Kingdom of Denmark: Measures to Address Coronavirus Pandemic

By Shaan Afzal-Khan

Shaan Afzal-Khan

Expanding on our UK-Arctic Coronavirus Observatory, we are now compiling all of the relevant COVID-19 information pertaining to the Kingdom of Denmark’s measures to combat the coronavirus pandemic, so you can have the information you need at your fingertips.

  • International Travel: 
    • There is a requirement for a test prior to entering Denmark. This must be at least 48 hours old if it is a rapid antigen test or 72 hours if it is a PCR test. This test applies even if you are vaccinated, but not if you have been previously infected. However, there are a few exemptions to this rule such as the fact that this only applies to those over 15 – the other exemptions can be found here
    • If one enters Denmark from an EU/Schengen country or a COVID-19 risk country, there is no requirement for isolation after entry. However, if you enter from a COVID-19 high risk country, then you must self-isolate unless you are fully vaccinated or you have been previously infected. Countries are categorised in four different areas: ‘countries with COVID-19 variants of concern’ (there are no such countries at this stage), ‘EU/Schengen countries/regions’, COVID-19 risk countries (Australia, Argentina, Bahrain, Canada, Chile, Colombia, Indonesia, Kuwait, New Zealand, Peru, Qatar, Rwanda, Saudi Arabia, South Korea, Uruguay, Hong Kong, Macau and Taiwan) and COVID-19 high risk countries which are the countries that are not mentioned in the other categories.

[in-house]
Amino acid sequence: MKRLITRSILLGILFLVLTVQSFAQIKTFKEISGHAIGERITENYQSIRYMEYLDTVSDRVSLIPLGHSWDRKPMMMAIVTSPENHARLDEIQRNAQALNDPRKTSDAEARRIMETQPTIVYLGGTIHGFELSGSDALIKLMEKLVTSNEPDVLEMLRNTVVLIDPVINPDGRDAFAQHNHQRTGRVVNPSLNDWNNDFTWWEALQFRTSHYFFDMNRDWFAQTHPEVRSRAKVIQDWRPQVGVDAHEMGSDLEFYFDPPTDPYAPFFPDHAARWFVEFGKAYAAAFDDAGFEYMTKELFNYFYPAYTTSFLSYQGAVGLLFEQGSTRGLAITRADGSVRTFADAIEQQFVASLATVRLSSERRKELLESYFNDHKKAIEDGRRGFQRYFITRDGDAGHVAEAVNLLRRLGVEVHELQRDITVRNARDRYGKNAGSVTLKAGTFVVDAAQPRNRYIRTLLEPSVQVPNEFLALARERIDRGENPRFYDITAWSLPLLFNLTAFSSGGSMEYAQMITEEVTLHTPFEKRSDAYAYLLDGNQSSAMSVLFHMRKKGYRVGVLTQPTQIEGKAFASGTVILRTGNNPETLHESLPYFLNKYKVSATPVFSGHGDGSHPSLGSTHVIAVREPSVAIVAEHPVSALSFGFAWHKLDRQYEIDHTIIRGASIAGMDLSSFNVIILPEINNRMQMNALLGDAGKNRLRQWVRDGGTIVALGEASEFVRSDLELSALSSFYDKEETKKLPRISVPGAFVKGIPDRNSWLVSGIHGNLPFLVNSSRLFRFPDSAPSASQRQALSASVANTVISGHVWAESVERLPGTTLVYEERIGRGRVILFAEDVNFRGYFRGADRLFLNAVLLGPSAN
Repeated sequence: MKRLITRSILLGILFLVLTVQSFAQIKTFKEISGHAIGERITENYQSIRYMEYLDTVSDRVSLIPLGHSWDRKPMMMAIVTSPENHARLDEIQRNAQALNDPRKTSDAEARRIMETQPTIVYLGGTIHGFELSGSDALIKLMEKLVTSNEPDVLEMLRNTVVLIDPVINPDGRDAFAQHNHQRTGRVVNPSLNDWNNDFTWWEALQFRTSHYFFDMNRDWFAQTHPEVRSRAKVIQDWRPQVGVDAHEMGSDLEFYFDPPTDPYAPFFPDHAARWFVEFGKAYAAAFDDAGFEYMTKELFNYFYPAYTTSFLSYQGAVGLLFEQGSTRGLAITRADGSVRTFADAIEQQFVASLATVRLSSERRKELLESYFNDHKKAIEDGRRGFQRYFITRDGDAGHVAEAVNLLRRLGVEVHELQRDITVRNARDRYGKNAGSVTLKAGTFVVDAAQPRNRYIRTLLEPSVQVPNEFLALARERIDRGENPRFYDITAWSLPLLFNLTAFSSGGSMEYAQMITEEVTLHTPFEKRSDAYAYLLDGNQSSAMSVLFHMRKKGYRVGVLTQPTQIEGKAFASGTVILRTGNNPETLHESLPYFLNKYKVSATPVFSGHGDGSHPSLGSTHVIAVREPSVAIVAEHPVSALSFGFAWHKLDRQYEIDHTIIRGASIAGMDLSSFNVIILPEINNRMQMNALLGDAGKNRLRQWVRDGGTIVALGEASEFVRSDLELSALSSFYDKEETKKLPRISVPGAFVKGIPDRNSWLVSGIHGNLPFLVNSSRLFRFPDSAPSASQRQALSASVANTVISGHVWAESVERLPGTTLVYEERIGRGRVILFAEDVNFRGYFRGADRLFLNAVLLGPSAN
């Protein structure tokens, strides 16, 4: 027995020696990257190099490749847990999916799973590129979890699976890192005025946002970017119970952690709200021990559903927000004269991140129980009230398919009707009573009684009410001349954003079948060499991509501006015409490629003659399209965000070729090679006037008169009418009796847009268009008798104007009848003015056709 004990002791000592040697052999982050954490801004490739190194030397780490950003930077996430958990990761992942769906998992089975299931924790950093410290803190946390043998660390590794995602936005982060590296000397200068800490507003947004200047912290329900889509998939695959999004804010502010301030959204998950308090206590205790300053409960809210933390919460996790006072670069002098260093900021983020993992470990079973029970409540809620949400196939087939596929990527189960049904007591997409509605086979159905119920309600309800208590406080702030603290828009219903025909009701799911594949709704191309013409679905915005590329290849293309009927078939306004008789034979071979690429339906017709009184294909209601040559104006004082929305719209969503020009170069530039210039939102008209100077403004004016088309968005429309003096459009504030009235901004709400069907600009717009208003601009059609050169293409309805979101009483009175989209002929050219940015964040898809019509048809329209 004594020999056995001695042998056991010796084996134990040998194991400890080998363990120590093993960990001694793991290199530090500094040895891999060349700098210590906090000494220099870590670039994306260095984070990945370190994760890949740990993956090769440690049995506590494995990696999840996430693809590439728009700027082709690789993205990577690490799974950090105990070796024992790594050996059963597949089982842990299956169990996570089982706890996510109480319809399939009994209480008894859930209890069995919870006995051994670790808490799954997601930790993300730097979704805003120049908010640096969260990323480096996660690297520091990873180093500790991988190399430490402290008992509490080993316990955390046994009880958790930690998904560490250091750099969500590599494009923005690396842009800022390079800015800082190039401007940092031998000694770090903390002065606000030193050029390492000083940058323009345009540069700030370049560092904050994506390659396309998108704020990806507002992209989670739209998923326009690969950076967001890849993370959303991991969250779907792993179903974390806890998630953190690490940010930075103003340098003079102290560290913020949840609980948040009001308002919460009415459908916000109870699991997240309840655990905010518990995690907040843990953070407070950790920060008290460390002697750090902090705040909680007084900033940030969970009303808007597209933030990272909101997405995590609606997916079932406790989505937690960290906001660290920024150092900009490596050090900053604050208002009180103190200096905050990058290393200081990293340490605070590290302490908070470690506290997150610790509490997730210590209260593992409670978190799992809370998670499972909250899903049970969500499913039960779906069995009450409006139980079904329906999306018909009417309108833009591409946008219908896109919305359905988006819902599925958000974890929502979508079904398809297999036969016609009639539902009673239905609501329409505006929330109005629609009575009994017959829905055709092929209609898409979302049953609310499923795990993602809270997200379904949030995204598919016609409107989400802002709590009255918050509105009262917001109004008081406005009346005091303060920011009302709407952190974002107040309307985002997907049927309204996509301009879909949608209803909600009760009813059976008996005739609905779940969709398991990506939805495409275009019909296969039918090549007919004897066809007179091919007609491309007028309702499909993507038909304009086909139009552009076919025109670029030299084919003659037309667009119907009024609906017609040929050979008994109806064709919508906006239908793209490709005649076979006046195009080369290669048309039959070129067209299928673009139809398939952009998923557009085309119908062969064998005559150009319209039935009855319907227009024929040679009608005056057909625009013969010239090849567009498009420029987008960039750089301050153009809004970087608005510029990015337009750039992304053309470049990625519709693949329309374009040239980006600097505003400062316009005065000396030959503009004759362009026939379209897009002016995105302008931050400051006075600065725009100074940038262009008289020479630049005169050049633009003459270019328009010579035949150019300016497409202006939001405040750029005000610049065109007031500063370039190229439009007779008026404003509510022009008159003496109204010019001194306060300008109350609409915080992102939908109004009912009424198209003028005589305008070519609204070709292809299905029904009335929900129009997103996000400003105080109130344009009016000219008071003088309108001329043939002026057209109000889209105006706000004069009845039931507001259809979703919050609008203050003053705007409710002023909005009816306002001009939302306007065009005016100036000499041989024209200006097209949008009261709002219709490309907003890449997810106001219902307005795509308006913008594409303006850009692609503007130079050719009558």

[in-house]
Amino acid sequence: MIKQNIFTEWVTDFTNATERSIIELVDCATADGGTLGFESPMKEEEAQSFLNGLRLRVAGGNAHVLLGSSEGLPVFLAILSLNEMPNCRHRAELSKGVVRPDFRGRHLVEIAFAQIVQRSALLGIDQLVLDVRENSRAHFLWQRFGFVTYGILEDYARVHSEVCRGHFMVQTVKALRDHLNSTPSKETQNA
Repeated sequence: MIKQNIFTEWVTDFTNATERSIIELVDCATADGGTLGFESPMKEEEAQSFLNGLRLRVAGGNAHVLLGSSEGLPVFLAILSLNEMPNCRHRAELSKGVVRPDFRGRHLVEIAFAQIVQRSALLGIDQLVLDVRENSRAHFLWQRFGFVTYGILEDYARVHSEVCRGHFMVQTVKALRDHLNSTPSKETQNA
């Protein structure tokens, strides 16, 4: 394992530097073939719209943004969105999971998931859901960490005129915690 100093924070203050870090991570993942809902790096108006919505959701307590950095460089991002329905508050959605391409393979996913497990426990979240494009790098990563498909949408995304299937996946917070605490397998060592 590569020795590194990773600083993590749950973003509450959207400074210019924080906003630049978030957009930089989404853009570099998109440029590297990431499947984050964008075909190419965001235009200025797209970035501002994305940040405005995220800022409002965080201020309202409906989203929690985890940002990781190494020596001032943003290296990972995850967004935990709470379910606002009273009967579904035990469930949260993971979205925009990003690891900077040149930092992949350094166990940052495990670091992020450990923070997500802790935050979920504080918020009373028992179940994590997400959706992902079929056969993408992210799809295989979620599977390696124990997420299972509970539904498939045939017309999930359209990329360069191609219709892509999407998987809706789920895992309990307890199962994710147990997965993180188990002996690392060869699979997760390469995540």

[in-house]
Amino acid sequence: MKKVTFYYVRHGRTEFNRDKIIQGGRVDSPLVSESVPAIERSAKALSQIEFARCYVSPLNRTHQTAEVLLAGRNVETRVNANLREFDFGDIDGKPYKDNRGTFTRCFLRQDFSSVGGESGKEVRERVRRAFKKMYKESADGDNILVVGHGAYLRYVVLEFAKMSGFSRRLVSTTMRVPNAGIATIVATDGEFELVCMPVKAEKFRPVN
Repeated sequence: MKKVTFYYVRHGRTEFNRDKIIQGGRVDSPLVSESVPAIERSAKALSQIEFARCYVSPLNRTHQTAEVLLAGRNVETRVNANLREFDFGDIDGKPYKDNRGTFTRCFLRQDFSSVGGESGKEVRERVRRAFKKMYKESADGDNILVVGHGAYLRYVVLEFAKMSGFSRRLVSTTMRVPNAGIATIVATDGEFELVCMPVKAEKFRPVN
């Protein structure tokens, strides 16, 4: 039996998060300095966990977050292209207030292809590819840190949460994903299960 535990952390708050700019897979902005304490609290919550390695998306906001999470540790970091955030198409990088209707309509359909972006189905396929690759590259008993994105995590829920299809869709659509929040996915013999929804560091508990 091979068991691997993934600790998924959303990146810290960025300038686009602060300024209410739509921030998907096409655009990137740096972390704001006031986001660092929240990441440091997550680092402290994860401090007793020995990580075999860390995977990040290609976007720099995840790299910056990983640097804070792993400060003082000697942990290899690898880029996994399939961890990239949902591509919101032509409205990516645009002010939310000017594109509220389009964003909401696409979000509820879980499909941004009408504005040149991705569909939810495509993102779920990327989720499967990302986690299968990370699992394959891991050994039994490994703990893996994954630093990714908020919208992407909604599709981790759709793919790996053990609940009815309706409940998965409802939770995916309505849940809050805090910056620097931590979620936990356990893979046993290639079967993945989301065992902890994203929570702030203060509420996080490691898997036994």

• Fully vaccinated means that you have documentation of an inoculation completed more than two weeks, but less than 12 months ago with a vaccine approved by the EMA. Previously infected means that you have documentation for a positive PCR-test taken more than 14 days, but less than 180 days ago. 
  • Restrictions: Denmark had originally ended practically all of the domestic COVID restrictions on 10 September 2021 due to the success of the vaccination programme and other measures. However, the Minister of Health had mentioned that “the government will not hesitate to act quickly if the pandemic again threatens important functions in our society”. Indeed, restrictions came to fruition on 12 November in response to rising COVID cases, and have increased following the advent of the Omicron variant. You must now present a Corona Passport / COVID Certificate or similar document to prove that you have been vaccinated, that you have previously been infected with COVID or have a recent negative test for many different scenarios. For example, Corona passports are needed for intercity trains, haircuts,  gyms, restaurants, cafes, bars etc… These last three institutions are also required to be closed after 11pm. Nightclubs are also entirely closed. However, some culture venues have recently been reopened such as museums, cinemas and art galleries – though vaccine passports are mandatory and there are often restrictions regarding numbers. You must also wear a facemask in many circumstances such as in public transport.